While sanitary landfills follow a well-planned and monitored waste management process, open dumps are just piles of garbage accumulated where not meant to be. This post provides some information about sanitary landfills and open dumps, and gives you a comparison between the two.
The Environmental Protection Agency (EPA) in the U.S. has set minimum standards for sanitary landfills; for example, monitoring wells need to be dug at a certain distance from the unit. This enables them to keep a check on the degree of groundwater pollution and direction of flow of any leaking leachate (liquid that comes out of solid waste).
What is an Open Dump?
When piles of waste materials or garbage get accumulated or are left at a certain site or location where they are not meant to be, it can be referred to as an open dump.
Open dumps are illegal and a person caught dumping in such a way may be fined. Moreover, such dumps have an overall negative impact on the environment. They can also be referred to as an inappropriate manner of waste disposal. It can be very hazardous to the environment as toxic materials are released into the air and water. This in turn, gives rise to major health and safety concerns. The land sites that are most often prone to open dumping are road sides, secluded areas, and ditches.
Due to such dumping, the location becomes a breeding ground for mosquitoes, harboring diseases, inviting animals, and emitting unpleasant odors. It also affects the quality of soil and water, and poses a great risk to public health. Furthermore, the severity of such consequences is based on the kind, place, and quantity of the identified waste.
What is a Sanitary Landfill?
It can be referred to as a safer and organized system or way of waste management. It is regulated by the Government and must strictly follow certain laws and processing regulations for waste treatment. This system was created in the year 1935, in Fresno, California. Here, the land site is designed for managing waste wherein layers of compacted refuse are buried or covered with layers of soil.
The system consists of a large pit in the ground, with a thick lining of plastic over which you will find a compacted clay liner. The bottom of the pit also has a liner that helps in preventing the liquid waste (that comes out from the solid waste mostly if rainwater is soaked in the landfill) from leaking through, as it could contaminate the water supply. This liquid waste that gets collected is called leachate. The refuse is then added to the landfill in the form of organized layers (layers of refuse alternating with those of soil). This is done for the elimination of any unpleasant odors and to expedite the rotting or decomposition process. When the landfill is fully covered, it is further sealed by a layer of compacted clay. Moreover, a gas (methane) is often produced as the waste deteriorates due to which a system is required to collect and pump the same. If this is not managed effectively, the methane gas can explode, thus adding to global warming. Furthermore, the methane gas in most places is collected for use in generating electricity.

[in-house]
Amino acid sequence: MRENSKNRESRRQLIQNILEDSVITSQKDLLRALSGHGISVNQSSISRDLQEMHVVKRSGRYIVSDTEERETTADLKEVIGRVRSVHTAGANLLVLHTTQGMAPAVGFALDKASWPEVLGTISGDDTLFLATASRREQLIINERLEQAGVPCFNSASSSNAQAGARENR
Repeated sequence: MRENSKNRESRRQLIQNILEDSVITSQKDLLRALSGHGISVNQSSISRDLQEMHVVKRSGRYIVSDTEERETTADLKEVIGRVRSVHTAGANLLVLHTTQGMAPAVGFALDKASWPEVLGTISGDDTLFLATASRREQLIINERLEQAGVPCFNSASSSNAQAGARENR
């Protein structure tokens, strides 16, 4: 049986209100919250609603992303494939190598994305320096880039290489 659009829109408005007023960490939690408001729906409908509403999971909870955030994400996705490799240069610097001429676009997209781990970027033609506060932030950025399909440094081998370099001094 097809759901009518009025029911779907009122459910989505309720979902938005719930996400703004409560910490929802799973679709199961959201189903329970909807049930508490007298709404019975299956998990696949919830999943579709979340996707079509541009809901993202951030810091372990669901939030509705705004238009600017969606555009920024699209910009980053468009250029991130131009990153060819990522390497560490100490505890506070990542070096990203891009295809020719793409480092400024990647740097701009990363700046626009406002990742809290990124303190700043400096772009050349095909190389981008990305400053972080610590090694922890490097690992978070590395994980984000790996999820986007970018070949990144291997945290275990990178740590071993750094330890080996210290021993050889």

There are different types of landfills, mainly depending on the nature of waste materials. That is, a landfill for each of the garbage type like household waste, hazardous chemicals or radioactive waste, construction waste, etc., is treated differently.
A landfill that is full and done, is covered by forests, greenery, etc., so that the land can be used. However, this is done only when the land is considered safe for use.
|Sanitary Landfill||Open Dump|
|◼ It refers to the land site designed for waste management.||◼ It refers to the land site where piles of garbage are accumulated (though the site is not designed for the same).|
|◼ It is an organized way for disposal of waste.||◼ It is an unorganized and improper way of disposing waste.|
|◼ It is regulated by the government.||◼ It is illegal.|
|◼ Sanitary landfills are less hazardous to the environment.||◼ Open dumps are very hazardous to the environment.|
|◼ The whole process is carefully monitored, thus preventing foul odor. As a result, pests are avoided.||◼ No monitoring is involved, which results in foul odor. This attracts rats, rodents, and other pests.|
|◼ A sanitary landfill is bigger as compared to a dump area.||◼ An open dump is smaller than a landfill.|
|◼ Leachate collection and other treatment systems, as well as liners are involved.||◼ No treatment systems or liners are involved.|
|◼ Setting up a landfill requires a fixed type of location. That is, while choosing the location, certain factors need to be considered for maximum level of protection. For example, it has to be away from a residential area.||◼ An open dump can be located anywhere.|
Landfills do score over open dumps, and have almost replaced them due to the many advantages they have. However, there are some disadvantages associated with landfills too. Here are some of them.
◼ The building and maintenance of a landfill involves a great amount of work. Moreover, it protects public health only if managed well.
◼ Failure in taking control measures may cause problems with the lining systems. Thus, the risk of groundwater contamination always remains.
◼ It has been observed that over time, landfills may produce toxic gases that are released into the environment. This may happen because some refuse may not rot.
◼ Sometimes, methane may be released in spite of the landfill being capped and the land being reused by covering it with greenery. One indication of such an occurrence is the presence of circular patches of dead grass. This can be very dangerous as an explosion may take place.
Although landfills too have their own set of drawbacks, and alternatives are being thought about, they are definitely better than the large piles of accumulated open trash.